Saturday, October 25, 2008
Now, she told Lucian all about evolution
While she was sitting down on his knee
When one fine day she got gay and started steppin’ out
Well sir, then ol’ Lucian started a revolution
And the neighbours heard him shout
He said, Evolution Mama, Evolution Mama
He says, Honey Lamb don’t you make a monkey out of me
'Cause Evolution Mama don’t you think you’ve got me up a tree
I remember the time you had me nice and tame
and I was eating right out of your hand
But some sweet day I’m going to take dead aim
And knock that peanut whistle right off your stand
‘Cause Evolution Mama, sweet smellin’ mama
Listen here while I get you told
This is odd, but you ain’t no organ grinder
And I ain’t a hangin’ on your chain
He says I got me a razor and I got me a gun
And I’m gonna cut you if you stand still
And shoot you if you run
‘Cause Evolution Mama, sweet smellin’ mama
Don’t you make a monkey out of me
Says, I ain’t half man and I ain’t half beast
But I can do you more good than this here store-bought yeast
‘Cause Evolution Mama, sweet smellin’ mama
Don’t you make a monkey out of me
Sunday, October 12, 2008
Buell Kazee is not a name one would easily forget, so I had to admit that I'd never encountered him before. Although that's not quite true. I am very familiar with songs on Harry Smith's Anthology of American Folk Music that were performed by Buell: "East Virginia," "The Butcher Boy," "The Wagoner's Lad." I'd never noted his name, though. Thanks to emusic.com I was able to download Gambling Blues and am amazed. This is, lyrically, very similar to the song that Carl Moore (from Arkansas) and Phil Baxter (from Texas) - both white musicians - put their names to and which Fess Williams recorded in March, 1927. Kazee's recording date of January 1928 makes it, chronologically, the second recording in the "St. James Infirmary" canon, effectively moving Louis Armstrong into third place.
Kazee hailed from Eastern Kentucky. For the sake of posterity he transcribed the traditional songs of his family and neighbours, and recorded about fifty of them between 1927 and 1929. His "Gambling Blues," while lyrically similar to "Gambler's Blues" and "St. James Infirmary" has a different melody, a kind of simple rhythmic chant reminiscent of mournful Appalachian ballads.
What does this mean? Certainly it gives credence to the notion that SJI was all over the map in the first decades of the twentieth century. Where did this version spring from, though? Perhaps "St. James Infirmary" was originally a hillbilly song - or came to America from Britain fully formed.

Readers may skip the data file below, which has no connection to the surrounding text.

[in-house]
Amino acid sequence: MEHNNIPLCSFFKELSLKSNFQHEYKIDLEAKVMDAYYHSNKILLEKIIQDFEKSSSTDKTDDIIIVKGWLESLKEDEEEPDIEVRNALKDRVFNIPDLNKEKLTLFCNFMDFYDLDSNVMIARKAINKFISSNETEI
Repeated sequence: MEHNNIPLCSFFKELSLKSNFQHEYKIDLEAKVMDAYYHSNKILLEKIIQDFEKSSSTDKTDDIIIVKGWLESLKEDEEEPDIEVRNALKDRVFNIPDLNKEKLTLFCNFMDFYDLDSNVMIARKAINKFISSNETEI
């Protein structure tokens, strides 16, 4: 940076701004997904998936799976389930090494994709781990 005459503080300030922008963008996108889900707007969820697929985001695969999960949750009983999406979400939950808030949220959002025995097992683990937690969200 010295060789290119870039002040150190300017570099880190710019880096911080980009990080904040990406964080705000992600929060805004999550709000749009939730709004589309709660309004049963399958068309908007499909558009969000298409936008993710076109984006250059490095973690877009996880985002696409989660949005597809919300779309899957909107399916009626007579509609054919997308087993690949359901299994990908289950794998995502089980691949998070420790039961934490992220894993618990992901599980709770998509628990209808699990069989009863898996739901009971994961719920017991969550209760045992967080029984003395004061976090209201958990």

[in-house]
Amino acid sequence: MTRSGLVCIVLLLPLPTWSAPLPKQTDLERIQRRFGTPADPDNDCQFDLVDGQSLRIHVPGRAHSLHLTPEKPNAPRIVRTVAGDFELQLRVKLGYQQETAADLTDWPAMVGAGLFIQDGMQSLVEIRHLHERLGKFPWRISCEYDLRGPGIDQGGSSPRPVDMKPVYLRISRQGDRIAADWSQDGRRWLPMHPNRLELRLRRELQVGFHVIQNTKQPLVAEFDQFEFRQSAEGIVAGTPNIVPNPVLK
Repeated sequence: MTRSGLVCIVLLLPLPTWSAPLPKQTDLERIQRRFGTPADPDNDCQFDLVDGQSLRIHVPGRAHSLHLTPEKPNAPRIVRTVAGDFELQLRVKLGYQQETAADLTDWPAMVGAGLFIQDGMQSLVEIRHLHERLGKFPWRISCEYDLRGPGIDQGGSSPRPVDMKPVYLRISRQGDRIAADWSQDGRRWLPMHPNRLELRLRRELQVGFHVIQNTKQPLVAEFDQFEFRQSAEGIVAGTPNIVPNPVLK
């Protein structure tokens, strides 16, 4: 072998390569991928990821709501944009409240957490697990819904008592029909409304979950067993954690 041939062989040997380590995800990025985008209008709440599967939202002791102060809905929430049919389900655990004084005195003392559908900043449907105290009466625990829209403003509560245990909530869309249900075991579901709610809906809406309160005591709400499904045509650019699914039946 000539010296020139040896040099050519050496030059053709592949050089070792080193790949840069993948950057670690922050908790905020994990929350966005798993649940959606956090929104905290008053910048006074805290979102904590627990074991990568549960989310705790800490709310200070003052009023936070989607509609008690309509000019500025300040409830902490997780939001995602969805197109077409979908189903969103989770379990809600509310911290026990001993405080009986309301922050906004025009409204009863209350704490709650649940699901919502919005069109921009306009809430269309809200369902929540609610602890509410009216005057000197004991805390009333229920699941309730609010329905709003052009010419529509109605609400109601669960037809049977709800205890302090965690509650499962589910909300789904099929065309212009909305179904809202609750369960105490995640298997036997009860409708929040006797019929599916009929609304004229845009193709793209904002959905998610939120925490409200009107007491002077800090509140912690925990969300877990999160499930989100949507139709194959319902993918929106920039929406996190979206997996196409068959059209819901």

But "crapshooters," "jazz band" - do these sound like lyrics from an indigenous Appalachian song? Also, that sudden change - without transition - between the fourth verse (her funeral) and fifth verse (his funeral) is odd. It's as if the verse that usually starts "When I die I want you to bury me," had been misplaced. Perhaps the song was adopted by Tennessee townsfolk after a minstrel show breezed through the region. Kazee's discography from 1927-1929 contains cowboy songs and original compositions, so he was not recording only regional tunes; perhaps he'd simply picked this up on his travels. Perhaps . . . there could be any number of possibilities. Do you have any thoughts on this?
On the corner of the square
A goodly crowd had gathered
And the drinks were flowing there
I sat down by McKinney
His eyes were bloodshot red
He leaned to me and whispered
And this is what he said
I went down to the infirmary
And looked into a window there
Saw my girl stretched on a white bed
So cold, so pale, so fair
Sixteen coal black horses
Hitched to a rubber-tired hack
Took seven pretty girls to the graveyard
Only six of them came back
Six crapshooters for pallbearers
And a chorus girl to sing me a song
Put a jazz band on my hearse top
Let ‘em play as I roll along
And now my story’s ended
Give me one more drink of booze
And I’ll be on my way boys
For I’ve got those gamblin’ blues.
Sunday, October 5, 2008
Willy hailed, probably, from the days of the Wild West – from the days when, as Alan Lomax put it, “taking dope was not regarded as a much more serious habit than drinking or chewing tobacco.” The song developed many variations, most of them adding verses that described further drug-induced dreams. Inevitably, though, Willy wakes up and, weeping, has to return to his mundane life and his mundane job.